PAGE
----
“Complaining,” Exodus 16:2-15, Matthew 20:1-16

I’m wearing one of those rubber bracelets that are popular these days to show support for all kinds of good causes.  This one is from a group called “A Complaint Free World.org” started by Rev. Will Bowen to promote a healthier, more positive attitude toward life.  The unique deal for this bracelet is that it’s interactive.  You are supposed to switch it from one wrist to the other each time you catch yourself complaining, the goal being to go 21 days without whining or bellyaching.  I wore out 3 bracelets before I made it to the three-week goal.

Coincidentally (or is it a God incident?) two of the scripture lessons for September 18 in the Revised Common Lectionary deal with complaining.  Exodus (16:2-15) begins with “The whole congregation of Israelites complained against Moses and Aaron in the wilderness.”  This is a classic “no good deed will go unpunished” or “what have you done for me lately” story.  Moses and Aaron have risked their lives to liberate the Israelites from slavery in Egypt, and the thanks they get from their ungrateful people is constant griping.  The whining former slaves go so far as to say, “We would have been better off just dying in Egypt than to have you bring us out here in the wilderness to starve to death.”  Like they were expecting the Sinai Sheraton?

The Gospel lesson (Matthew 20:1-6) is the parable that must have inspired first century collective bargaining.  Jesus says the kingdom of heaven is like a vineyard owner who hires some laborers early in the morning, another group at 9 am, another at noon, more at 3 pm, and a final cadre at 5 pm.  So far, so good.  One of the few things we all agree on these days is creating jobs, right?  But when the whistle blows at 6 pm and the workers line up for their pay, starting with those who only worked an hour, everyone gets paid the same wage, whether they worked an hour or 12 hours!  Not surprisingly, the folks who worked all day long in the hot sun are mildly irritated and complain that they should be paid more since they worked more.  They shout a child’s favorite complaint, “That’s not fair!”  But the landowner says, “I am doing you no wrong; did you not agree with me for the usual daily wage?  Take what belongs to you and go; I choose to give to this last the same as I give to you.  Am I not allowed to do what I choose with what belongs to me?  Or are you envious because I am generous?”  And then Jesus concludes the parable with that curious line, “So the last will be first, and the first will be last.”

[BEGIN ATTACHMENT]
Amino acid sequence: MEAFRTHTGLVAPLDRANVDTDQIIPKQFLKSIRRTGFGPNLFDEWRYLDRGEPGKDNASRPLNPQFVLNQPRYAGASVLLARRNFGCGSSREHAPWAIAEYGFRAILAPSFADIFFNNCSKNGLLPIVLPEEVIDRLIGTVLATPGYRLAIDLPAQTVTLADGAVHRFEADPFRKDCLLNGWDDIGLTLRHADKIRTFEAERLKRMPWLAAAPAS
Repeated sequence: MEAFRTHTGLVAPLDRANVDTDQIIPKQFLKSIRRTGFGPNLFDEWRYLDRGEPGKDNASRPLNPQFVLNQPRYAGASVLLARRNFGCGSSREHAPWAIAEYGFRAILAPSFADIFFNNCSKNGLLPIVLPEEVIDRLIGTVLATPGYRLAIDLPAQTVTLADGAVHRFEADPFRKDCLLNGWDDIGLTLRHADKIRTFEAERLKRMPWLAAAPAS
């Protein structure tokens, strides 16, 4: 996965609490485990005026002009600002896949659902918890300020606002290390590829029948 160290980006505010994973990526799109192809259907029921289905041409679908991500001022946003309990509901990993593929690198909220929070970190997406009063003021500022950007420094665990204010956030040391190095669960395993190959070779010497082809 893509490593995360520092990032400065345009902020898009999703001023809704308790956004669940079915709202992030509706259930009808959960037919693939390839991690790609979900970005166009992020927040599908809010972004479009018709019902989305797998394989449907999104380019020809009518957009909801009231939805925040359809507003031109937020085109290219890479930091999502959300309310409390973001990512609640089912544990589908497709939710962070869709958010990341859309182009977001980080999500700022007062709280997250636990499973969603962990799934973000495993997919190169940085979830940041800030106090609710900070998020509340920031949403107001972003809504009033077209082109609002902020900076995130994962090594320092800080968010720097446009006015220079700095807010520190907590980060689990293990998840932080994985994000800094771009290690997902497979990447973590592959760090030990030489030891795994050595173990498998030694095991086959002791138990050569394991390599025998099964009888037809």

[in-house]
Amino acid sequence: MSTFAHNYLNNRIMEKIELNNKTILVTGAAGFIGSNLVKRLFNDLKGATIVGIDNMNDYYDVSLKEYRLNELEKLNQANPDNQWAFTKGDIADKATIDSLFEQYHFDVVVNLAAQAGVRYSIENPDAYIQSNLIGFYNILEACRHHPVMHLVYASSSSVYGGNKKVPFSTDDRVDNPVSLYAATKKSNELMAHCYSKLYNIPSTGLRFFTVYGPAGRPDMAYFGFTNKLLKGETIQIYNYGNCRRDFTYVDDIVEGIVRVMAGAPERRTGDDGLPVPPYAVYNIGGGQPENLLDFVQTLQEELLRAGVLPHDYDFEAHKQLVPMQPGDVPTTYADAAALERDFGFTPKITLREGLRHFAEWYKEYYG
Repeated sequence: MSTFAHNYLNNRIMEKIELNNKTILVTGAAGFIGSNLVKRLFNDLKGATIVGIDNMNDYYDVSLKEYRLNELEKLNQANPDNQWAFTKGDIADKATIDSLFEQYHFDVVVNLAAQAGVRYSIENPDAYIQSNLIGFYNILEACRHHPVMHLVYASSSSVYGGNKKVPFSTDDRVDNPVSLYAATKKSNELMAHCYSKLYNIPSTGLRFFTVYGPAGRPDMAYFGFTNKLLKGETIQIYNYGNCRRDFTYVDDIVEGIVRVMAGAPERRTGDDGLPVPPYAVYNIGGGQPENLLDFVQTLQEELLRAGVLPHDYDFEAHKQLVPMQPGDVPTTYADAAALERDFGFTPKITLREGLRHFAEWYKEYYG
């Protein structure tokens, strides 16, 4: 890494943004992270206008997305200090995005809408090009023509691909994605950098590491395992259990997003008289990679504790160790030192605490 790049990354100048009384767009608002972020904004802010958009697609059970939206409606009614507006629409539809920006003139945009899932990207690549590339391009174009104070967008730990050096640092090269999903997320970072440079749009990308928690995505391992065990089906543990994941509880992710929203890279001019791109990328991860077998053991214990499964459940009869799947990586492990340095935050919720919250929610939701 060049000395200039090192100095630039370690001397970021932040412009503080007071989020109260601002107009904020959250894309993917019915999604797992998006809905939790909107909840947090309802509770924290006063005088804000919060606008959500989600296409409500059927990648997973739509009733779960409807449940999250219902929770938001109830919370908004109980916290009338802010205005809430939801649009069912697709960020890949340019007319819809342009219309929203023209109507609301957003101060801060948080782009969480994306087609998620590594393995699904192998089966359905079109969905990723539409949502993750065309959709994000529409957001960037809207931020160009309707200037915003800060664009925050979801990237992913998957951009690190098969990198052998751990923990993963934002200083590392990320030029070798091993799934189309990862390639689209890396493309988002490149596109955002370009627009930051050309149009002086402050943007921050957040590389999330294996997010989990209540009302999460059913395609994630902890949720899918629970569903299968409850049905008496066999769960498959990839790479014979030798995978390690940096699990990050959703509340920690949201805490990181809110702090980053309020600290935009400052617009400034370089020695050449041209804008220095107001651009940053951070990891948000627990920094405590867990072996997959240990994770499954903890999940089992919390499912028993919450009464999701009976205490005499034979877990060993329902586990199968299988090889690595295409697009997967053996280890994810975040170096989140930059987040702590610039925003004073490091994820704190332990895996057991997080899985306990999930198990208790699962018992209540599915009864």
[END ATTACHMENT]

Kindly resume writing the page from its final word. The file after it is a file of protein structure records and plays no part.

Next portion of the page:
I love the way my mentor Van Bogard “Bogie” Dunn interpreted that last line when I was a seminary student.  Rather than seeing this as a reversal of order from one up to one down, Bogie said that if the first are last and the last are first, that means everyone is the same—there is no first or last.  The kingdom of God is not about getting ahead, it’s about realizing that we are all equal in the eyes of God.  And if we are all equal and trust God to provide what we need and not what we want, 90% of our reasons for complaining melt away faster than an ice cream cone in the noon day sun.

One thing that intrigues me about these two passages of scripture is the seemingly illogical way God and the God-figure/landowner respond to the complainers.  The complaint of the laborers who slaved all day seems legit to our capitalistic sensibilities, does it not?  And look at how God responds to the former slaves in the Exodus passage.  Three times in 14 verses the Exodus account tells us that “God has heard your complaining.” (vs. 7, 8, and 12). That part makes sense.  We know God listens to our prayers, apparently even when we are whining.  But God’s response to the Israelites is totally unexpected.  Rather than telling them to shut up and be glad they are free from their captivity in Egypt or asking if they want some cheese with their whine, God seems to reward their grumpiness and provides manna from heaven, bread in the morning and meat in the evening.  And they don’t have to do anything to earn it.  They work even less than the 5 o’clock grape pickers in the parable.  All they have to do is go out and gather what God provides for them every day; and the only caveat is that they can’t get greedy and take more than they really need or it will spoil.  (Which of course they do, and it does.)

So the workers who seem to have a justifiable gripe come up empty handed, and the Israelite ingrates get fed.  The Exodus account reminds me of another parable Jesus told (Luke 18:1-8) about a judge who is constantly harassed by a woman with a grievance.  She finally wears the judge down and gets what she wants, not because she pleads her case so well; but because the judge is tired of listening to her complain.